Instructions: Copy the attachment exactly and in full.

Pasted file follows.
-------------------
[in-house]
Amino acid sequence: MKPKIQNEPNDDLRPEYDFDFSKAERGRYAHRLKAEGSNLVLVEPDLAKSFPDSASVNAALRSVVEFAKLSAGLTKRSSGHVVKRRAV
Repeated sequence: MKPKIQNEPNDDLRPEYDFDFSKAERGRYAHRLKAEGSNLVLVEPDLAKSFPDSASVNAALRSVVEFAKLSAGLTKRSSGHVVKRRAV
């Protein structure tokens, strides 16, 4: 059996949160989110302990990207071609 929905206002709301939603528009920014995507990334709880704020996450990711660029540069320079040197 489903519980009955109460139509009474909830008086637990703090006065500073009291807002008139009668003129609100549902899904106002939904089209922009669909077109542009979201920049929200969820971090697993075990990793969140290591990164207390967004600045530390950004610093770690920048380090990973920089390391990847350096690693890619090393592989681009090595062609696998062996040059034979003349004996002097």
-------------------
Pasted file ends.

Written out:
[in-house]
Amino acid sequence: MKPKIQNEPNDDLRPEYDFDFSKAERGRYAHRLKAEGSNLVLVEPDLAKSFPDSASVNAALRSVVEFAKLSAGLTKRSSGHVVKRRAV
Repeated sequence: MKPKIQNEPNDDLRPEYDFDFSKAERGRYAHRLKAEGSNLVLVEPDLAKSFPDSASVNAALRSVVEFAKLSAGLTKRSSGHVVKRRAV
């Protein structure tokens, strides 16, 4: 059996949160989110302990990207071609 929905206002709301939603528009920014995507990334709880704020996450990711660029540069320079040197 489903519980009955109460139509009474909830008086637990703090006065500073009291807002008139009668003129609100549902899904106002939904089209922009669909077109542009979201920049929200969820971090697993075990990793969140290591990164207390967004600045530390950004610093770690920048380090990973920089390391990847350096690693890619090393592989681009090595062609696998062996040059034979003349004996002097």